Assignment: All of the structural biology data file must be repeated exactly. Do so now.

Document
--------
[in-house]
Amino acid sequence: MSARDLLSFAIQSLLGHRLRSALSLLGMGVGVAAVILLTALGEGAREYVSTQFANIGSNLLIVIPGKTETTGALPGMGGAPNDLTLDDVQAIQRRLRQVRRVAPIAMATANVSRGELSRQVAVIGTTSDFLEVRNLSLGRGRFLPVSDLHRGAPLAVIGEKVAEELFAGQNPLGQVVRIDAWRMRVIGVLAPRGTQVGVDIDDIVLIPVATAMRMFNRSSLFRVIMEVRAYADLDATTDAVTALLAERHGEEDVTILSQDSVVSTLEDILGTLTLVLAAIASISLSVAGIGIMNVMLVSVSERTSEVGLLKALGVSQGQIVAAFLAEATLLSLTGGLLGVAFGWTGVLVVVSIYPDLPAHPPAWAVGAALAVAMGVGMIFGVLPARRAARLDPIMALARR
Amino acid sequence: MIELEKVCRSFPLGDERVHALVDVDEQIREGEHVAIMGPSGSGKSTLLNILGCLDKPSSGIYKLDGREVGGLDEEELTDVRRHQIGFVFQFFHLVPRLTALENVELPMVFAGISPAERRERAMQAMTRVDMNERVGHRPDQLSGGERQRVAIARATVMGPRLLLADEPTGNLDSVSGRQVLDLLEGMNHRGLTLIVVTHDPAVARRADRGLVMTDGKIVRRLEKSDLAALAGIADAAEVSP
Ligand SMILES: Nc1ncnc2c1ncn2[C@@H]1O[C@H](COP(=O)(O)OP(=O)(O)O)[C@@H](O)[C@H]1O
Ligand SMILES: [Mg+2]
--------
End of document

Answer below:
[in-house]
Amino acid sequence: MSARDLLSFAIQSLLGHRLRSALSLLGMGVGVAAVILLTALGEGAREYVSTQFANIGSNLLIVIPGKTETTGALPGMGGAPNDLTLDDVQAIQRRLRQVRRVAPIAMATANVSRGELSRQVAVIGTTSDFLEVRNLSLGRGRFLPVSDLHRGAPLAVIGEKVAEELFAGQNPLGQVVRIDAWRMRVIGVLAPRGTQVGVDIDDIVLIPVATAMRMFNRSSLFRVIMEVRAYADLDATTDAVTALLAERHGEEDVTILSQDSVVSTLEDILGTLTLVLAAIASISLSVAGIGIMNVMLVSVSERTSEVGLLKALGVSQGQIVAAFLAEATLLSLTGGLLGVAFGWTGVLVVVSIYPDLPAHPPAWAVGAALAVAMGVGMIFGVLPARRAARLDPIMALARR
Amino acid sequence: MIELEKVCRSFPLGDERVHALVDVDEQIREGEHVAIMGPSGSGKSTLLNILGCLDKPSSGIYKLDGREVGGLDEEELTDVRRHQIGFVFQFFHLVPRLTALENVELPMVFAGISPAERRERAMQAMTRVDMNERVGHRPDQLSGGERQRVAIARATVMGPRLLLADEPTGNLDSVSGRQVLDLLEGMNHRGLTLIVVTHDPAVARRADRGLVMTDGKIVRRLEKSDLAALAGIADAAEVSP
Ligand SMILES: Nc1ncnc2c1ncn2[C@@H]1O[C@H](COP(=O)(O)OP(=O)(O)O)[C@@H](O)[C@H]1O
Ligand SMILES: [Mg+2]